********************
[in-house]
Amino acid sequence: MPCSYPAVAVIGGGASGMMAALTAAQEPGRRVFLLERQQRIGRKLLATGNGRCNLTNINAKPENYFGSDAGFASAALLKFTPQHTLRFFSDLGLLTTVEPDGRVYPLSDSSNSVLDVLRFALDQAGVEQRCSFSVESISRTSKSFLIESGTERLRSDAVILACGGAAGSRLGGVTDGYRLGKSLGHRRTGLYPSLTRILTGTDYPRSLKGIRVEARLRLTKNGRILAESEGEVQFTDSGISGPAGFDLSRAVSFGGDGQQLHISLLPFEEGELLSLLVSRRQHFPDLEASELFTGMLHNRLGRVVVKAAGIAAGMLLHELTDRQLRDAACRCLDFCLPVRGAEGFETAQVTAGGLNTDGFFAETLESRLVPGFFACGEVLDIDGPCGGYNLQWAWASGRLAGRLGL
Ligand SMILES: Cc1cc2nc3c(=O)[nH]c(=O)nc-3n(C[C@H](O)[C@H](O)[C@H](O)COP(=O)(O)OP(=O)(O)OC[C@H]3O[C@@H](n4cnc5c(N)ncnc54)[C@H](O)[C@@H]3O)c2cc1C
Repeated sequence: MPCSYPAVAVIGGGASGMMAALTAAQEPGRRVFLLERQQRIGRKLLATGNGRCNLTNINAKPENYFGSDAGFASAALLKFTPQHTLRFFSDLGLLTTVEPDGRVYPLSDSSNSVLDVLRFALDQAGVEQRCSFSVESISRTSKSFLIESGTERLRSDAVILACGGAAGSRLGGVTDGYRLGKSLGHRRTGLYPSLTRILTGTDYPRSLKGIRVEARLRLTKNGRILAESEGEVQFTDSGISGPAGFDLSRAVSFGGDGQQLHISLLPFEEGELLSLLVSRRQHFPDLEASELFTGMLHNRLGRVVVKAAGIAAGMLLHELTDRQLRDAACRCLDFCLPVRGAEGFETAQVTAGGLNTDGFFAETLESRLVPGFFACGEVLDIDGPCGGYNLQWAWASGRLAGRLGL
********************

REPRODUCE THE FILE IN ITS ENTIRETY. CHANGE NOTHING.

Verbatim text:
[in-house]
Amino acid sequence: MPCSYPAVAVIGGGASGMMAALTAAQEPGRRVFLLERQQRIGRKLLATGNGRCNLTNINAKPENYFGSDAGFASAALLKFTPQHTLRFFSDLGLLTTVEPDGRVYPLSDSSNSVLDVLRFALDQAGVEQRCSFSVESISRTSKSFLIESGTERLRSDAVILACGGAAGSRLGGVTDGYRLGKSLGHRRTGLYPSLTRILTGTDYPRSLKGIRVEARLRLTKNGRILAESEGEVQFTDSGISGPAGFDLSRAVSFGGDGQQLHISLLPFEEGELLSLLVSRRQHFPDLEASELFTGMLHNRLGRVVVKAAGIAAGMLLHELTDRQLRDAACRCLDFCLPVRGAEGFETAQVTAGGLNTDGFFAETLESRLVPGFFACGEVLDIDGPCGGYNLQWAWASGRLAGRLGL
Ligand SMILES: Cc1cc2nc3c(=O)[nH]c(=O)nc-3n(C[C@H](O)[C@H](O)[C@H](O)COP(=O)(O)OP(=O)(O)OC[C@H]3O[C@@H](n4cnc5c(N)ncnc54)[C@H](O)[C@@H]3O)c2cc1C
Repeated sequence: MPCSYPAVAVIGGGASGMMAALTAAQEPGRRVFLLERQQRIGRKLLATGNGRCNLTNINAKPENYFGSDAGFASAALLKFTPQHTLRFFSDLGLLTTVEPDGRVYPLSDSSNSVLDVLRFALDQAGVEQRCSFSVESISRTSKSFLIESGTERLRSDAVILACGGAAGSRLGGVTDGYRLGKSLGHRRTGLYPSLTRILTGTDYPRSLKGIRVEARLRLTKNGRILAESEGEVQFTDSGISGPAGFDLSRAVSFGGDGQQLHISLLPFEEGELLSLLVSRRQHFPDLEASELFTGMLHNRLGRVVVKAAGIAAGMLLHELTDRQLRDAACRCLDFCLPVRGAEGFETAQVTAGGLNTDGFFAETLESRLVPGFFACGEVLDIDGPCGGYNLQWAWASGRLAGRLGL